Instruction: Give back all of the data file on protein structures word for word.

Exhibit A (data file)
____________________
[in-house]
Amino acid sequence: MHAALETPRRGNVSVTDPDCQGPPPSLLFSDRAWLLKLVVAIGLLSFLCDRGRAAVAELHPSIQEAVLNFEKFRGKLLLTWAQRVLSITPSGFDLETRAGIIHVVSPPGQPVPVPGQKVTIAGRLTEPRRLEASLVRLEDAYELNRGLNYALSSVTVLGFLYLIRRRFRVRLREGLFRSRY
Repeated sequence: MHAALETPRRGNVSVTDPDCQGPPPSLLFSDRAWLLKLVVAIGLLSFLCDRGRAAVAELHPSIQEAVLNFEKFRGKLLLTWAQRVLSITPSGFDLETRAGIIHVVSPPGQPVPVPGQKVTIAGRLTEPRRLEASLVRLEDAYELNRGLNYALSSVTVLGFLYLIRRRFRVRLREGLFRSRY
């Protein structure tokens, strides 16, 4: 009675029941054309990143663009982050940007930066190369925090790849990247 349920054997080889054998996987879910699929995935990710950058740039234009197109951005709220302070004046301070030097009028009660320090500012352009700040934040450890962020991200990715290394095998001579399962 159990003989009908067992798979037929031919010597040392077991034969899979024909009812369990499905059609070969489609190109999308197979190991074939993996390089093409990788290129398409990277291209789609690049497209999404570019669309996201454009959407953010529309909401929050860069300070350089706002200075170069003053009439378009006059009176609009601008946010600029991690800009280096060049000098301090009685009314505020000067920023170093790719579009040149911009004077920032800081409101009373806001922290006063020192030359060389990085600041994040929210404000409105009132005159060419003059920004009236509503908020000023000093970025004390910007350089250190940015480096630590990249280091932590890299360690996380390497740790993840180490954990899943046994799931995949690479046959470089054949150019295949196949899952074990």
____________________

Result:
[in-house]
Amino acid sequence: MHAALETPRRGNVSVTDPDCQGPPPSLLFSDRAWLLKLVVAIGLLSFLCDRGRAAVAELHPSIQEAVLNFEKFRGKLLLTWAQRVLSITPSGFDLETRAGIIHVVSPPGQPVPVPGQKVTIAGRLTEPRRLEASLVRLEDAYELNRGLNYALSSVTVLGFLYLIRRRFRVRLREGLFRSRY
Repeated sequence: MHAALETPRRGNVSVTDPDCQGPPPSLLFSDRAWLLKLVVAIGLLSFLCDRGRAAVAELHPSIQEAVLNFEKFRGKLLLTWAQRVLSITPSGFDLETRAGIIHVVSPPGQPVPVPGQKVTIAGRLTEPRRLEASLVRLEDAYELNRGLNYALSSVTVLGFLYLIRRRFRVRLREGLFRSRY
């Protein structure tokens, strides 16, 4: 009675029941054309990143663009982050940007930066190369925090790849990247 349920054997080889054998996987879910699929995935990710950058740039234009197109951005709220302070004046301070030097009028009660320090500012352009700040934040450890962020991200990715290394095998001579399962 159990003989009908067992798979037929031919010597040392077991034969899979024909009812369990499905059609070969489609190109999308197979190991074939993996390089093409990788290129398409990277291209789609690049497209999404570019669309996201454009959407953010529309909401929050860069300070350089706002200075170069003053009439378009006059009176609009601008946010600029991690800009280096060049000098301090009685009314505020000067920023170093790719579009040149911009004077920032800081409101009373806001922290006063020192030359060389990085600041994040929210404000409105009132005159060419003059920004009236509503908020000023000093970025004390910007350089250190940015480096630590990249280091932590890299360690996380390497740790993840180490954990899943046994799931995949690479046959470089054949150019295949196949899952074990």